There’s a virus spreading across America. It harms the 1 in 5 Americans affected by mental health conditions. It shames them into silence. It prevents them from seeking help. And in some cases, it takes lives. What virus are we talking about? It’s stigma. Stigma against people with mental health conditions. But there’s good news. Stigma is 100% curable. Compassion, empathy and understanding are the antidote. Your voice can spread the cure. Join NAMI, the National Alliance on Mental Illness. Together we can #CureStigma.
The above writing is the National Alliance on Mental Illness’ (NAMI) Cure Stigma campaign manifesto; the content of which couldn’t be any closer to the truth. The impact of stigma is pernicious; NAMI rightly implies that it promotes shame, fear, and silence. The result: fewer people seeking treatment for mental health conditions that are treatable.
Even though society has come a long way concerning acknowledging mental illness for what it is, a group of health conditions that deserve to be viewed the same way one would look at, say, diabetes; the fact is that we still have much further to go toward effecting change. Results from the 2014 National Survey on Drug Use and Health: Mental Health Findings, NSDUH, show that only 41% of adults in the U.S. with a mental health condition received mental health services in the past year. If you consider for a moment that approximately 1 in 5 adults in the U.S. (43.8 million, or 18.5%) experiences mental illness in a given year, then you will see that the number of untreated mental health disorders is staggering.
Encouraging Americans to cast aside stereotypes and show compassion to men and women battling mental illness is difficult to accomplish. Many people’s beliefs and – in many cases – misconceptions about diseases of the mind are firmly rooted. The best method of changing people’s opinion is through education. During Mental Illness Awareness Week or MIAW, we can all use the internet as a weapon against stigma by educating people; when individuals have the facts, they are more likely to be compassionate, empathetic, and understanding.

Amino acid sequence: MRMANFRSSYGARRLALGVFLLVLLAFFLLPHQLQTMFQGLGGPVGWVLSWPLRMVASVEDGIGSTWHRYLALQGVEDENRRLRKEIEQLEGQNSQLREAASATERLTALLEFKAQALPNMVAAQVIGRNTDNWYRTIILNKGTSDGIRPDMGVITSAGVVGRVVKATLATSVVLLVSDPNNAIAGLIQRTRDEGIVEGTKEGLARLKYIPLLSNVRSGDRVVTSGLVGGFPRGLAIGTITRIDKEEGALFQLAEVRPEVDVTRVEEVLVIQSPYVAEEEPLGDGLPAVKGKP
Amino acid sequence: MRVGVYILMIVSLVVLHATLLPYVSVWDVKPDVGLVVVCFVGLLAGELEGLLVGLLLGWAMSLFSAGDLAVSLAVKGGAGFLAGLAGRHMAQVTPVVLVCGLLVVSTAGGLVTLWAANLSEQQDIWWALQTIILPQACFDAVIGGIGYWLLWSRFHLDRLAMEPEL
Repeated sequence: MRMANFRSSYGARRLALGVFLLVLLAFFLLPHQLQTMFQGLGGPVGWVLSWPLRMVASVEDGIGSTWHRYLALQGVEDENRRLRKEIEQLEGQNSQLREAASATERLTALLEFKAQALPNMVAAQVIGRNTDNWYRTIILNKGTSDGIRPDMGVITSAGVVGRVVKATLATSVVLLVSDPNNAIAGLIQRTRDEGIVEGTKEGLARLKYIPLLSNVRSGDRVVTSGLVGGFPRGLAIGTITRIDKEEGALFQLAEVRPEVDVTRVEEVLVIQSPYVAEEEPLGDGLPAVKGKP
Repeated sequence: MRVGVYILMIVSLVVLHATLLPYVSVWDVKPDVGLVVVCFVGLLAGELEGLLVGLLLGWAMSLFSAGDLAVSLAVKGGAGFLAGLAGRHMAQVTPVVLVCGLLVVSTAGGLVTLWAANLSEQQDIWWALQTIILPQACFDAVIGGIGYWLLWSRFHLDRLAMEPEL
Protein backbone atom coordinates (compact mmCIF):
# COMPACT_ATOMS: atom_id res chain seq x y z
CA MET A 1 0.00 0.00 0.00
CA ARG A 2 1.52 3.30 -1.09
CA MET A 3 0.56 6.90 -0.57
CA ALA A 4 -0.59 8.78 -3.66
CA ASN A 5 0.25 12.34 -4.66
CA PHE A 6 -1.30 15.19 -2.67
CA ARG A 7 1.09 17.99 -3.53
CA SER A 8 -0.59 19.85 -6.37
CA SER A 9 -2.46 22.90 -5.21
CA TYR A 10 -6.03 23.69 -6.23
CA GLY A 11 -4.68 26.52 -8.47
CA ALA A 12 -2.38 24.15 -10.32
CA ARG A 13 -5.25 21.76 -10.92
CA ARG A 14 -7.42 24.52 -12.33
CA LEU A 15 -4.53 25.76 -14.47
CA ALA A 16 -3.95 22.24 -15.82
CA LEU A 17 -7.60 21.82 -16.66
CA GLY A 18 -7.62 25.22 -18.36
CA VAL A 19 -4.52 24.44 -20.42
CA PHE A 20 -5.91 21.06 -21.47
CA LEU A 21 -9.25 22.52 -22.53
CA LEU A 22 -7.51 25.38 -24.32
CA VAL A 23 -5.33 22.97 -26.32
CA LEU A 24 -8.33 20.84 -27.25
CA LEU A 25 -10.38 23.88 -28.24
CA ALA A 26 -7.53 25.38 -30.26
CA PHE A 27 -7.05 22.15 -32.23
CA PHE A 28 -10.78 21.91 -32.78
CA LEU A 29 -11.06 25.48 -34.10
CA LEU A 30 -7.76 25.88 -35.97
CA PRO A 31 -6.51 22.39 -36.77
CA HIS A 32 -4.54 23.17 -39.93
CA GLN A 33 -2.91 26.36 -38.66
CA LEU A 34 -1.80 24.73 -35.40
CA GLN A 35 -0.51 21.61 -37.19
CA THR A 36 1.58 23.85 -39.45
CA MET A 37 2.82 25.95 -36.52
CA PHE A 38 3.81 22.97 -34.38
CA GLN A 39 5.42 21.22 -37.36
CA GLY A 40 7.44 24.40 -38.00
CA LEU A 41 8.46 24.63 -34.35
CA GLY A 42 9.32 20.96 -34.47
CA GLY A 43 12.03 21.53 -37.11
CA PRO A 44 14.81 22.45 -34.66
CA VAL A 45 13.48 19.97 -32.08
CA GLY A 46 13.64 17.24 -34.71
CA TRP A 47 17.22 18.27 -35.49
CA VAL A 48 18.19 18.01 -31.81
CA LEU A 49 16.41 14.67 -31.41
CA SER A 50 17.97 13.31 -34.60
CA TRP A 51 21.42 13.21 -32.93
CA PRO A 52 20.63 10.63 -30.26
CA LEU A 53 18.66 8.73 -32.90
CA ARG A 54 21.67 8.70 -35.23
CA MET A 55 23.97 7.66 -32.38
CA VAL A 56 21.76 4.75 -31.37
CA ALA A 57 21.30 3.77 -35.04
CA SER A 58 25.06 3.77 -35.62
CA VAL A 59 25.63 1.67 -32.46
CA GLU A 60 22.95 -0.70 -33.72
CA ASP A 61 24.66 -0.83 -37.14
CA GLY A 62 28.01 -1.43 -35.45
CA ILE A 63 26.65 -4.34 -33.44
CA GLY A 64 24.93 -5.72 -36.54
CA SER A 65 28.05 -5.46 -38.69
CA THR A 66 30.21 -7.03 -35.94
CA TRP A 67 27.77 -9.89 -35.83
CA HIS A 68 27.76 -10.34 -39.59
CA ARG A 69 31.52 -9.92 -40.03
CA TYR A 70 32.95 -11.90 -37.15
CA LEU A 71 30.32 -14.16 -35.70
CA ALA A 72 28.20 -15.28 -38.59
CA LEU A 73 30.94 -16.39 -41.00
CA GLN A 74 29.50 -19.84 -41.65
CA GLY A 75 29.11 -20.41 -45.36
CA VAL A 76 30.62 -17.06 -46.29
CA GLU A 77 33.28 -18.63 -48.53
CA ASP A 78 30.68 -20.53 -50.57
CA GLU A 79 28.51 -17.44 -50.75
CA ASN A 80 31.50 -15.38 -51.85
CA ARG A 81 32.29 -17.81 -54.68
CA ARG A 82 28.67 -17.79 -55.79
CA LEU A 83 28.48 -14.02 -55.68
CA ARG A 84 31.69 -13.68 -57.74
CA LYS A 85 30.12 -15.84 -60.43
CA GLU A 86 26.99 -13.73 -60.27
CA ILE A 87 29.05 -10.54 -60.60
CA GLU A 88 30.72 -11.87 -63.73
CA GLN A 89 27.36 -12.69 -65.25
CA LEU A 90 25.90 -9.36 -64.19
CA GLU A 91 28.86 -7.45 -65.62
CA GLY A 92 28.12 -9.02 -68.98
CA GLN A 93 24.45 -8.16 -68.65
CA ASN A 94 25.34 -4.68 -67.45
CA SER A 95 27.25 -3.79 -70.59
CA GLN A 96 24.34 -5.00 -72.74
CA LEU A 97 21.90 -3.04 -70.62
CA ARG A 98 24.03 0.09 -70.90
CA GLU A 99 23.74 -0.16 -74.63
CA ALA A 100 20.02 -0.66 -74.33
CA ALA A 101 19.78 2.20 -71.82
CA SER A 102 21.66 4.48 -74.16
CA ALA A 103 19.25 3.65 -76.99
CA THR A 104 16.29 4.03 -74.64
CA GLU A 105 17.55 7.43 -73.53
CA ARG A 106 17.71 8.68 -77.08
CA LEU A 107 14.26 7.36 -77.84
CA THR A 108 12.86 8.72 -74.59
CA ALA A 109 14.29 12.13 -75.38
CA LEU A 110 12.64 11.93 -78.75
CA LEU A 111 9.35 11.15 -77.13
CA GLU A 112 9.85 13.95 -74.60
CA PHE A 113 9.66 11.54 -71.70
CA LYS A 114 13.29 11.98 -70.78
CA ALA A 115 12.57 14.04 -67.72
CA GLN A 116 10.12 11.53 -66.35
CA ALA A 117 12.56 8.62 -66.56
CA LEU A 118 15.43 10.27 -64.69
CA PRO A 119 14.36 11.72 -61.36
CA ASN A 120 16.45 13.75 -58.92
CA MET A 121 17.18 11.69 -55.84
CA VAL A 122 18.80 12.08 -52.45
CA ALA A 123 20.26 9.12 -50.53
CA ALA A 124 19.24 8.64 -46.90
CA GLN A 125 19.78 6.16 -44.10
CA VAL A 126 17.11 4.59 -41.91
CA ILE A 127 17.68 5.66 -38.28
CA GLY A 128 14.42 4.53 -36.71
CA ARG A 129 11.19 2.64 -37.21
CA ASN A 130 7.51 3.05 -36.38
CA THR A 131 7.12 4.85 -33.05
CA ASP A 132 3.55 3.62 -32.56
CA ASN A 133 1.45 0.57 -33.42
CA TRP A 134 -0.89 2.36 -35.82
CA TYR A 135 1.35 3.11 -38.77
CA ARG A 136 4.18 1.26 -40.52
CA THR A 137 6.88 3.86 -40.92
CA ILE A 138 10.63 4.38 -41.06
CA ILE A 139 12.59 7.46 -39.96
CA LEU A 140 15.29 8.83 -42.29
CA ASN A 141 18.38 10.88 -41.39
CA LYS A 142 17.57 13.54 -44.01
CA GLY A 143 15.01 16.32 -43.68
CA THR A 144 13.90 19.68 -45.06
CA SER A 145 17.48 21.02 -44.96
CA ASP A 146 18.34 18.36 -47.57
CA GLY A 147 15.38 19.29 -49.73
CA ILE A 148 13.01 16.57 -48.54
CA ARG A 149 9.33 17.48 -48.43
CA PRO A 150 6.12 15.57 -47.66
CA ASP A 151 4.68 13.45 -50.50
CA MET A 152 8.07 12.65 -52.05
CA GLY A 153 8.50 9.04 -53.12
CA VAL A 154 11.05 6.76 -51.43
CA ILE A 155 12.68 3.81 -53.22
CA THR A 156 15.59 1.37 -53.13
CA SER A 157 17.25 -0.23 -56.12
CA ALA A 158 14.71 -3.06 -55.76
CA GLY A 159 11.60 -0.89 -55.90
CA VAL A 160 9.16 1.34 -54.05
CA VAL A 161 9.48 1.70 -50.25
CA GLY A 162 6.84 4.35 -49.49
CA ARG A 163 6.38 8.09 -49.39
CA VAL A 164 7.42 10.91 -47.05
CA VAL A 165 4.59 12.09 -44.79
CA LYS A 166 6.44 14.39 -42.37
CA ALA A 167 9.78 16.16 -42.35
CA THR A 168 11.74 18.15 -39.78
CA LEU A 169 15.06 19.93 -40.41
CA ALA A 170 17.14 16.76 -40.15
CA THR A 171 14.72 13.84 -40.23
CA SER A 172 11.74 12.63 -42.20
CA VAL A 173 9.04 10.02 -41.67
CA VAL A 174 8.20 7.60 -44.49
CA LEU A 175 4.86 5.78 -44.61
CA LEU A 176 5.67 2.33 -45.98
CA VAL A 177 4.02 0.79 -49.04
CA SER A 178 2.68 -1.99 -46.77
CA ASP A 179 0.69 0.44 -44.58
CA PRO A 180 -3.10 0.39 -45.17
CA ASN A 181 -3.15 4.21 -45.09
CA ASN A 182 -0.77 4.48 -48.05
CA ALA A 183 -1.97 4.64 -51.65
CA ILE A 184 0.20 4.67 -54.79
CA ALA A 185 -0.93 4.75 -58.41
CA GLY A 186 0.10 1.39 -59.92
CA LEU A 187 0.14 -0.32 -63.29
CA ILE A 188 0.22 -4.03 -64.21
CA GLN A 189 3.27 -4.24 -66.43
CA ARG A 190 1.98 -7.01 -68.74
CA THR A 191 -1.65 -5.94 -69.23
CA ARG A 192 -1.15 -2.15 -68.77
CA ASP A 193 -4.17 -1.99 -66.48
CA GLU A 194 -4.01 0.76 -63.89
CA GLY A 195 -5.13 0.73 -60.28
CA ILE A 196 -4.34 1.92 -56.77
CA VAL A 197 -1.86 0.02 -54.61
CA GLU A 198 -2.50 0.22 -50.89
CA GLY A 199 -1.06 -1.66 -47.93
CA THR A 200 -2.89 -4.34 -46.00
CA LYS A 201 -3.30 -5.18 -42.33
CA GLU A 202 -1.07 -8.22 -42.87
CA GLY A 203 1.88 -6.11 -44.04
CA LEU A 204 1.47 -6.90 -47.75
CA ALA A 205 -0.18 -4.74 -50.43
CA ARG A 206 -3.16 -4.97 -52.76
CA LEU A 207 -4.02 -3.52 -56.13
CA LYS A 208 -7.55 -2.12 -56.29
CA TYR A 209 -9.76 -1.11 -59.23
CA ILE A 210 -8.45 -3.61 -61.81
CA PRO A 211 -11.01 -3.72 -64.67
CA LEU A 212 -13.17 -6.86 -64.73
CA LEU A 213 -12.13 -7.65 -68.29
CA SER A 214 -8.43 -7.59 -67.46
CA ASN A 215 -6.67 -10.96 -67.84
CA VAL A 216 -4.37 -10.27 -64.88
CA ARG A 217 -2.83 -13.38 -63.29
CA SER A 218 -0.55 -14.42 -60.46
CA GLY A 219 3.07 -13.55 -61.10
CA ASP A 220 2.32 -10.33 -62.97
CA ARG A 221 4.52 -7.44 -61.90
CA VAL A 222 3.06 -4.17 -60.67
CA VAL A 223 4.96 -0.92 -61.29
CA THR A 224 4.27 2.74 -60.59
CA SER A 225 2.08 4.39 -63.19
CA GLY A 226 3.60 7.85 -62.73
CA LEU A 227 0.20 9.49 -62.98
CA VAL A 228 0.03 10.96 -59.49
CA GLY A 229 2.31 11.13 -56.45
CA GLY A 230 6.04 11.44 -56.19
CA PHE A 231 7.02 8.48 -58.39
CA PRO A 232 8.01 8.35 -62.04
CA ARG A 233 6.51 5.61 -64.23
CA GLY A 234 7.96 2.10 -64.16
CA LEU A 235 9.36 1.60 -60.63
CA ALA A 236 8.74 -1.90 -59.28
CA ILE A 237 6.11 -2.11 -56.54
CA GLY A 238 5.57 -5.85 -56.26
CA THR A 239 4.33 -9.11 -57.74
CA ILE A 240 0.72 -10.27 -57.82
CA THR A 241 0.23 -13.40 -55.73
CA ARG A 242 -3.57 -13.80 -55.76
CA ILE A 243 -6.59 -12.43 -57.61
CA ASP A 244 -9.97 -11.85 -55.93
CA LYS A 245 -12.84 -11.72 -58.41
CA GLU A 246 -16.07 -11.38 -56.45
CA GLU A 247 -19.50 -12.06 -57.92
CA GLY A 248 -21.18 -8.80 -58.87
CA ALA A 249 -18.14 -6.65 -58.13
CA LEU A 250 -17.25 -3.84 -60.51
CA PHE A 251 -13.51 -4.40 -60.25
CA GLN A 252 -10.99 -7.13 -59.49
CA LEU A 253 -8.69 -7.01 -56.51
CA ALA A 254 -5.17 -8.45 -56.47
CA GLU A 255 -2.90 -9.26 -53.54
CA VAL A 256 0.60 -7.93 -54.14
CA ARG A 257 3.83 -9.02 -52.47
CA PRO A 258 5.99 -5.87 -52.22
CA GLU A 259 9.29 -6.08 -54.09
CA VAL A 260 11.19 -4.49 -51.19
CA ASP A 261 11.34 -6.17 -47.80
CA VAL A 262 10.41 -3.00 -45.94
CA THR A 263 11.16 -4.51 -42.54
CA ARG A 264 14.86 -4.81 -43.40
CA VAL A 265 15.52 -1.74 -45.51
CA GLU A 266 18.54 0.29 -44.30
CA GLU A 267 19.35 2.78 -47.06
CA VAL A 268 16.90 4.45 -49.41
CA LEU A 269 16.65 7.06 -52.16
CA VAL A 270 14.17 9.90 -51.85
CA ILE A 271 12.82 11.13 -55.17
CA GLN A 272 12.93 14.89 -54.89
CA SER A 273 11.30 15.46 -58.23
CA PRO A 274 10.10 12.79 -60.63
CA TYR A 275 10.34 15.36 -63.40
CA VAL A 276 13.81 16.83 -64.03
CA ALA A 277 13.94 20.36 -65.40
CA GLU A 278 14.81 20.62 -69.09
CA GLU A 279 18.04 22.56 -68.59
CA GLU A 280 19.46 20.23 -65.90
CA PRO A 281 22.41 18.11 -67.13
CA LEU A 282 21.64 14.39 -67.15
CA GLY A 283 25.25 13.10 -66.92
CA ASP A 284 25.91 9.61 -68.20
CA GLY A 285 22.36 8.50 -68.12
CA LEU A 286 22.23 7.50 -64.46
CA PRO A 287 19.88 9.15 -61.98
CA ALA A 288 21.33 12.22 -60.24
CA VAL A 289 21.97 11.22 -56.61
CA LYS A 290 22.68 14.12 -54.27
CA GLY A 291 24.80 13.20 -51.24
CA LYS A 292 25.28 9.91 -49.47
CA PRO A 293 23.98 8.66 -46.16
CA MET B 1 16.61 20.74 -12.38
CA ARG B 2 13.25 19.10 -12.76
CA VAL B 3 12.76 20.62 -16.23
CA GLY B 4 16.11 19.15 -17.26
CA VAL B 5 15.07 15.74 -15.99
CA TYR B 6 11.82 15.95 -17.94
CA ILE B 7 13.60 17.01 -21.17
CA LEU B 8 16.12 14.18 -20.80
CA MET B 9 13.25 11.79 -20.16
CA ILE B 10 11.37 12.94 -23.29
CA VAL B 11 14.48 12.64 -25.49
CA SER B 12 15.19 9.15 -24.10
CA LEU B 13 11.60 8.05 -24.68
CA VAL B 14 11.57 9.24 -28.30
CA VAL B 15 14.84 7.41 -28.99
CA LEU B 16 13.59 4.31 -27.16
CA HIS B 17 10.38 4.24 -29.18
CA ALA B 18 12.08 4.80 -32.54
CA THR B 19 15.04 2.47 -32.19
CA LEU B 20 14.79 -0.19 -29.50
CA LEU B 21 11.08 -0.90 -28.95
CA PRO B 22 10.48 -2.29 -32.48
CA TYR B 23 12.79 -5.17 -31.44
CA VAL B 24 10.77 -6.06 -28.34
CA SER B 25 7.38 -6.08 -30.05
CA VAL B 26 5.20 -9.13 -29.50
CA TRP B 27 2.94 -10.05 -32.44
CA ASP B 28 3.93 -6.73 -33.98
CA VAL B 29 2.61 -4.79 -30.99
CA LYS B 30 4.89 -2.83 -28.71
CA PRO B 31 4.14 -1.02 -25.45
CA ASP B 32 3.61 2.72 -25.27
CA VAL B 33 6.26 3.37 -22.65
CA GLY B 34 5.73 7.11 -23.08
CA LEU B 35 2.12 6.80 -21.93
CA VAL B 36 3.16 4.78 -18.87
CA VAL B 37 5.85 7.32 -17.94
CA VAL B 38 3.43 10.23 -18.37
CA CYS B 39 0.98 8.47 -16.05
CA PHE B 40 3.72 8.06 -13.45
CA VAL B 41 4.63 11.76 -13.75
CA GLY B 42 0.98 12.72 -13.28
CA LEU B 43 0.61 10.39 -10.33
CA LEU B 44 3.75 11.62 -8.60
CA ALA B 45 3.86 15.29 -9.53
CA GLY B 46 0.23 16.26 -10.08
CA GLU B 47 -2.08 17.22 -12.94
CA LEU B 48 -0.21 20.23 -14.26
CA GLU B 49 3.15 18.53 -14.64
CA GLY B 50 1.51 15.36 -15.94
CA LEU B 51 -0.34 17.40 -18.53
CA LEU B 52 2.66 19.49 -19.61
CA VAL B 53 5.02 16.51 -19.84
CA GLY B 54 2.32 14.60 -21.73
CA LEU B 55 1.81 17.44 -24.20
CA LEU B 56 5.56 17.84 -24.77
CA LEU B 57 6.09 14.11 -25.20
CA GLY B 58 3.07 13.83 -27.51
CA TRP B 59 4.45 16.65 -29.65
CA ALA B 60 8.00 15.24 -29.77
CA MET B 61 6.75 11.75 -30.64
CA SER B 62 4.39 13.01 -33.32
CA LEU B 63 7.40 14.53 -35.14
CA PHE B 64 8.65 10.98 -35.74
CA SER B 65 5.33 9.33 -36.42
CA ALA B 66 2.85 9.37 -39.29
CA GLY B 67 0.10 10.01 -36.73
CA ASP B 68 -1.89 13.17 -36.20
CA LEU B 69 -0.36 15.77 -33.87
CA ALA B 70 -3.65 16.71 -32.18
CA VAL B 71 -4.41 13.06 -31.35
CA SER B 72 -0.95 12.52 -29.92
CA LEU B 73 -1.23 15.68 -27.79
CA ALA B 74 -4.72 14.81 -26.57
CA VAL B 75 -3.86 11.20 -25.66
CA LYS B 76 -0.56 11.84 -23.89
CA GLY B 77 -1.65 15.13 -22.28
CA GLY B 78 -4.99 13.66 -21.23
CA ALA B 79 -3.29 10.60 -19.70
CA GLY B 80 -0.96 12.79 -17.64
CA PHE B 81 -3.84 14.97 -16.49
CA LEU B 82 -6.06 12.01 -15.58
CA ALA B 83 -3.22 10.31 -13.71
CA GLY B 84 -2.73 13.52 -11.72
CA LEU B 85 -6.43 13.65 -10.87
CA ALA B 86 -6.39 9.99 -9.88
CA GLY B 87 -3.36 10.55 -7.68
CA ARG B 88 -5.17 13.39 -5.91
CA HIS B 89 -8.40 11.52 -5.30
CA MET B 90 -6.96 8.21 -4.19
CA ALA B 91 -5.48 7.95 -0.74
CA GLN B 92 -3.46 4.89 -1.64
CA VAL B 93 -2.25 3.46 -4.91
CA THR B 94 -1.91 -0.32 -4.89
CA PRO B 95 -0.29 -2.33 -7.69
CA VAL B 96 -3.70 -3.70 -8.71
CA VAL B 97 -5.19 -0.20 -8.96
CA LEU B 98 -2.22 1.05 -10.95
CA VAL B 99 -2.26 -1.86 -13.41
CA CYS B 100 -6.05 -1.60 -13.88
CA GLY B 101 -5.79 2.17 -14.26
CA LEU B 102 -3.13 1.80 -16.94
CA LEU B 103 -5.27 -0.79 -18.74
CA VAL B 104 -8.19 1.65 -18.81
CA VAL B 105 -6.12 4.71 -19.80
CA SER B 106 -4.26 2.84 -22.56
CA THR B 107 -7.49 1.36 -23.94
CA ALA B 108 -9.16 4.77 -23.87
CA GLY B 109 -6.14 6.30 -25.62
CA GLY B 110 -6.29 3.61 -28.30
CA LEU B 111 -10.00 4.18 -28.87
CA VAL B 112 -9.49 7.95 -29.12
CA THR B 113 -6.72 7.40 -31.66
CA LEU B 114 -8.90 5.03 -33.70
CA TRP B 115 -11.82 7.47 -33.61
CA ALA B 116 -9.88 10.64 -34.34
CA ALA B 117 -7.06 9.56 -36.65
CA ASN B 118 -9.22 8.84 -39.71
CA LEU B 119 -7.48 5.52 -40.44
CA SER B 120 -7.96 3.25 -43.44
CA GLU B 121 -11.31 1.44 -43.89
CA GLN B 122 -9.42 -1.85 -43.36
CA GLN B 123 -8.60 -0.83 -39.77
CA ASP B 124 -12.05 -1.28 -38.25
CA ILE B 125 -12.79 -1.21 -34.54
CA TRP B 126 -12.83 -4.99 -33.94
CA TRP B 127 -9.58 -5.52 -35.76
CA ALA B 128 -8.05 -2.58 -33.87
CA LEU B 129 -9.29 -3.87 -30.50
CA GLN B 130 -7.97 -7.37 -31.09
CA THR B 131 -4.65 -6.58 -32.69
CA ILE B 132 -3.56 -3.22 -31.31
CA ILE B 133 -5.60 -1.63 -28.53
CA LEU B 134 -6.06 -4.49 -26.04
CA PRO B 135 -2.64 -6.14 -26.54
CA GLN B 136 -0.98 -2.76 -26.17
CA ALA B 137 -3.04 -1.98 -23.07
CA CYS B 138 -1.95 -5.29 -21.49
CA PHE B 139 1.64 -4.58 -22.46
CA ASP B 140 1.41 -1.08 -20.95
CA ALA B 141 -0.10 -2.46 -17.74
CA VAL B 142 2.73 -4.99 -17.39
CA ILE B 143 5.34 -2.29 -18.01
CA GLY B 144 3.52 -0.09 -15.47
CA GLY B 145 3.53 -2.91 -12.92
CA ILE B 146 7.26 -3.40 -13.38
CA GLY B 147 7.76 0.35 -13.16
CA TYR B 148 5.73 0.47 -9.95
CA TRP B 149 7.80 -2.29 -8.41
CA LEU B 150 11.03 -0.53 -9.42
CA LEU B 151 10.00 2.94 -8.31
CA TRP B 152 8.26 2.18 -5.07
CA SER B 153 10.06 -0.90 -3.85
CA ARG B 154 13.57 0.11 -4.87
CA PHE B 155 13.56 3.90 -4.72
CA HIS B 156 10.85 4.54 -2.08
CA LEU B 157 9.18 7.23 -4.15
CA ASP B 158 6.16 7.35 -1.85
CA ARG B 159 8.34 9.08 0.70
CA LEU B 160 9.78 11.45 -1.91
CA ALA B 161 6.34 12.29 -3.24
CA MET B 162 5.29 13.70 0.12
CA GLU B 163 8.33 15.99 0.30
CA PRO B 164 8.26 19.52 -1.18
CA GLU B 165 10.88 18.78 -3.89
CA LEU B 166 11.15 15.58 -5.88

Mental Illness Awareness Week 2018
NAMI offers many resources to help spread the word about the prevalence of mental health conditions in America. The organization created graphics that you can share on your social media accounts to get your social network thinking about the terrible cost that comes with stigmatization. Put simply, when men and women go without treatment, they are at significant risk of harm.
Individuals who feel they must keep their illness closely guarded often turn to mind-altering substances to “ease” their symptoms. Self-medication worsens one’s symptoms of depression, anxiety, bipolar disorder, et al.; self-medicating puts people at risk of dependence and developing a use disorder and co-occurring mental illness. For such people, successful treatment outcomes hinge on addressing both the conditions simultaneously.
It’s possible that some Americans are unaware that they are infected by stigma; they may not know that the things they say and the way the act toward those living with mental illness is keeping them from seeking help. NAMI created a short quiz that can help identify the presence of stigma; please follow the link to learn more.
The perception of mental illness won’t change unless we act to change it.
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